The Proper Role of a DCIG Buyer’s Guide

The Proper Role of a DCIG Buyer’s Guide

The attention the 2015-16 All-Flash Array Buyer’s Guide is receiving illustrates how impactful DCIG Buyer’s Guides are in the market and how many individuals use them as a resource when making buying decisions. It also helps to illustrate how highly vendors regard these Guides. However, DCIG has never claimed that its Buyer’s Guides are the “end-all, be-all” of product research; nor does DCIG profess to possess all of the answers that organizations may need to make the right buying decision.

DCIG Buyer’s Guides serve as a valuable resource in helping organizations accelerate the early phases of the product research process. Each DCIG Buyer’s Guide enables organizations to quickly identify and evaluate specific products and product features in a particular market segment in order to establish a short list of products of particular interest to them. This is the premise upon which the DCIG Buyer’s Guides were developed and the function that they were intended to serve.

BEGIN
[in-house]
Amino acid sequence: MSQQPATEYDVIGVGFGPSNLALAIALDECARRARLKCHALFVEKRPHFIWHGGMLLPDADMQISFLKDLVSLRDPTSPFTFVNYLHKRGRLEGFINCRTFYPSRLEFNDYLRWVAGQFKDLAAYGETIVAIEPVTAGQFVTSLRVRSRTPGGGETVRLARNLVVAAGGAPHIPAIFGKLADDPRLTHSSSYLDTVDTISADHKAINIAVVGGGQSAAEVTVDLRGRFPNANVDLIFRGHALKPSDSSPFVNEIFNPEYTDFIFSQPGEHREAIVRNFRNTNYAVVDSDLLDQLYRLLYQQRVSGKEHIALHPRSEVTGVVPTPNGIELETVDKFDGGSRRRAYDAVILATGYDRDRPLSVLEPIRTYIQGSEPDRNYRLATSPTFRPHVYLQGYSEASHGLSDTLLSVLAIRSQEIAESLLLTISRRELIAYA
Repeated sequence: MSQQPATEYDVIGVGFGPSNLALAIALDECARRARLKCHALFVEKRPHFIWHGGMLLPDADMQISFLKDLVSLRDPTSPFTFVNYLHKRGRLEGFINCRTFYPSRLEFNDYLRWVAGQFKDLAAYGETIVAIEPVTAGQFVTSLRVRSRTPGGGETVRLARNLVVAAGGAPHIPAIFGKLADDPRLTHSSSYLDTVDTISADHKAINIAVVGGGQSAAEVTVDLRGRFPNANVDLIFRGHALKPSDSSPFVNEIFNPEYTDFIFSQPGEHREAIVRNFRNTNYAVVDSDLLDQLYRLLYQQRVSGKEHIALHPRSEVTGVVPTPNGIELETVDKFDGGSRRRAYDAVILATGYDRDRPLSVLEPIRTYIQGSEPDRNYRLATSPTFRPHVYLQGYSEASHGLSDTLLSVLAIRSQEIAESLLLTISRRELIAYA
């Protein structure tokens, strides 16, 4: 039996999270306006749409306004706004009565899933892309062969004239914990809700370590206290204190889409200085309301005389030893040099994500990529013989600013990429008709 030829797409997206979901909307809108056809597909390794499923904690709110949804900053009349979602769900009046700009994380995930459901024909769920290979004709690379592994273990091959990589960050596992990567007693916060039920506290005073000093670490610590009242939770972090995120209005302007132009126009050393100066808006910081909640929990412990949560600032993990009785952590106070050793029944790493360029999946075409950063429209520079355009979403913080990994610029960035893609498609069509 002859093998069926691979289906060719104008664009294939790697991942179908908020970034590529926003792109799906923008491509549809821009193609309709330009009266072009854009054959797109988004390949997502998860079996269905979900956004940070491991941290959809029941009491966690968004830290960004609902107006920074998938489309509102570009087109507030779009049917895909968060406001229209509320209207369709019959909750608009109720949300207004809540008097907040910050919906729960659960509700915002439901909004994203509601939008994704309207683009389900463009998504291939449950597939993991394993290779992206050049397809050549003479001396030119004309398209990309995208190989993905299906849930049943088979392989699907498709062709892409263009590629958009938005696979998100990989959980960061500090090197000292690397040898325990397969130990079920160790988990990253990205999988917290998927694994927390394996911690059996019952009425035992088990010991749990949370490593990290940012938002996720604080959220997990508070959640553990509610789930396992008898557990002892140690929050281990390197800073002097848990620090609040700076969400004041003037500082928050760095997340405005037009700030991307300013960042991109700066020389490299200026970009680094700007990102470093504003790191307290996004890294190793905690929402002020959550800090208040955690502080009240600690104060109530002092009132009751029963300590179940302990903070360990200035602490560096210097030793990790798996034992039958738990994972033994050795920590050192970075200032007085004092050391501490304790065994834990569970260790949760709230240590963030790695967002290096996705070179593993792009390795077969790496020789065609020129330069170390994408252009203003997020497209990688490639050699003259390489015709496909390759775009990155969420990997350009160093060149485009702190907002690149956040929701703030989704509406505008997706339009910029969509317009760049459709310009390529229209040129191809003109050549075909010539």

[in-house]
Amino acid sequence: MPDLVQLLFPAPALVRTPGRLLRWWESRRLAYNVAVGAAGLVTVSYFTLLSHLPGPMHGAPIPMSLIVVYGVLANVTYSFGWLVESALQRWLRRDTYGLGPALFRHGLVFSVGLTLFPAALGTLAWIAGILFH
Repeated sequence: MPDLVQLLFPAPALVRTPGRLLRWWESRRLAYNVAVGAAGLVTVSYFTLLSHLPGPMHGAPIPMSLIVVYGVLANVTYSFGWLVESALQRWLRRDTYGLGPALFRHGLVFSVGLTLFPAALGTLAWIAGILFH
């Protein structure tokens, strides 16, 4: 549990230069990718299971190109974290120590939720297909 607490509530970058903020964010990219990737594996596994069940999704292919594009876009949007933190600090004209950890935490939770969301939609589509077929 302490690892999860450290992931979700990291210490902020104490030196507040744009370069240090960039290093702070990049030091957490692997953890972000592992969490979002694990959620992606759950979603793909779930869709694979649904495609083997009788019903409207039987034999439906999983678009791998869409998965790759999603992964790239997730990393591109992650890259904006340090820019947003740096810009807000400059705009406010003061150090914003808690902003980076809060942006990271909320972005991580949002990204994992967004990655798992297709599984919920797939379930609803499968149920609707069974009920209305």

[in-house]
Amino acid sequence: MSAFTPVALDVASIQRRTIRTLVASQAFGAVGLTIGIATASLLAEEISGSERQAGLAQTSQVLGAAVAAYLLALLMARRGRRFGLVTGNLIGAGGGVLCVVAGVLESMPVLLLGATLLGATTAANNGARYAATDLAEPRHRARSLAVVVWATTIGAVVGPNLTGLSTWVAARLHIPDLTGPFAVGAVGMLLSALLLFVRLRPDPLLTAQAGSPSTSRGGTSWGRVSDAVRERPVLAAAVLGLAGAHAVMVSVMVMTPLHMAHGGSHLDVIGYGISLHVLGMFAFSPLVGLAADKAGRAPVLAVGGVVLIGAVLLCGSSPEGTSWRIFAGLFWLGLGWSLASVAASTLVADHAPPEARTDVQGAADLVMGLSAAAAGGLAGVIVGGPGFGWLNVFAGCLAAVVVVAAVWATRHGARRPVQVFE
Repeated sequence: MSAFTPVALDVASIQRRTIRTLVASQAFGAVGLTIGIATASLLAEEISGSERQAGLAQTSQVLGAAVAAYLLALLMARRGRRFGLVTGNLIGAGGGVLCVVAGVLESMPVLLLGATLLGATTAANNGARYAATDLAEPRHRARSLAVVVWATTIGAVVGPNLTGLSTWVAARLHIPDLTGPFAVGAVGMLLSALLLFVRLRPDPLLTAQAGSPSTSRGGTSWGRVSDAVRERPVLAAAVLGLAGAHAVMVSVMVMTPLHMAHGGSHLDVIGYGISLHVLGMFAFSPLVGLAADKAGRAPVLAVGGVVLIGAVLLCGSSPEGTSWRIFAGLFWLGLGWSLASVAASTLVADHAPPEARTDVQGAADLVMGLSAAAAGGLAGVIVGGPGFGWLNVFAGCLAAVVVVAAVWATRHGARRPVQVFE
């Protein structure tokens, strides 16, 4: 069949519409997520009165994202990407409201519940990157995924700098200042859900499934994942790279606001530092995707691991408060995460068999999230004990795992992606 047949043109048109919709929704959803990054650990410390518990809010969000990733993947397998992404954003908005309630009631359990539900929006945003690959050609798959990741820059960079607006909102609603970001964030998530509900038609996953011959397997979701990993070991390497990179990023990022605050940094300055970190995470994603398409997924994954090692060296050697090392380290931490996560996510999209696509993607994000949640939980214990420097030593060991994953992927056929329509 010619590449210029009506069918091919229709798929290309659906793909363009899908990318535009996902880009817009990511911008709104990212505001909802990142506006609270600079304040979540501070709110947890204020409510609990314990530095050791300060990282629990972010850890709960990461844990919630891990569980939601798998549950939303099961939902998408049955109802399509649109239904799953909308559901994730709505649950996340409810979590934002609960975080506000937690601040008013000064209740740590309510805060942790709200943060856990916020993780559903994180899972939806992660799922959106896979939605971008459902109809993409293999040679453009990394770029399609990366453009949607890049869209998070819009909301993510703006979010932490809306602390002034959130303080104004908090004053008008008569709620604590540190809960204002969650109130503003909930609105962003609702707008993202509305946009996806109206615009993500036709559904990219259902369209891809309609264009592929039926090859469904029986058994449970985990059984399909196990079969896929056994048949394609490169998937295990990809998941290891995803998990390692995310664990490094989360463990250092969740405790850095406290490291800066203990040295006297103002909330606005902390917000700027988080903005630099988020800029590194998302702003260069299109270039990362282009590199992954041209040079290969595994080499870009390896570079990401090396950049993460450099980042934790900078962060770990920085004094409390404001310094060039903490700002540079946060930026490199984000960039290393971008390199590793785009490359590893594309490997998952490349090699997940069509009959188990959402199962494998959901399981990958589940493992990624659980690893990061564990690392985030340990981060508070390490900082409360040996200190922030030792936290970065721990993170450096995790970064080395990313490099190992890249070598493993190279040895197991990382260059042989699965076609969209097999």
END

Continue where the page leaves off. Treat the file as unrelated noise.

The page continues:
Organizations should view the DCIG Buyer’s Guides as a tool to help them ask the right questions when creating a short list of products to evaluate. This enables prospective purchasers to focus their product evaluation energies on those selected arrays and move more quickly to the competitive bid process.

Beyond core feature comparison functionality, each DCIG Buyer’s Guide provides a succinct analysis of the marketplace and of the key features and benefits organizations should look for as they evaluate products. Organizations can also take advantage of DCIG’s normalized storage terminology to facilitate their internal discussions.

DCIG Buyer’s Guides Reflect DCIG’s Opinion

DCIG’s classification of each Buyer’s Guide as “opinion” as opposed to “fact” may come as a shock to people who review DCIG Buyer’s Guides and who leverage the data sheets included in them. However DCIG holds this position for the following reasons:

  1. DCIG develops each Buyer’s Guide around a particular purchase decision and use case. These influence both what products are included and DCIG’s view of the value of various features to an end user–which together determine the final rankings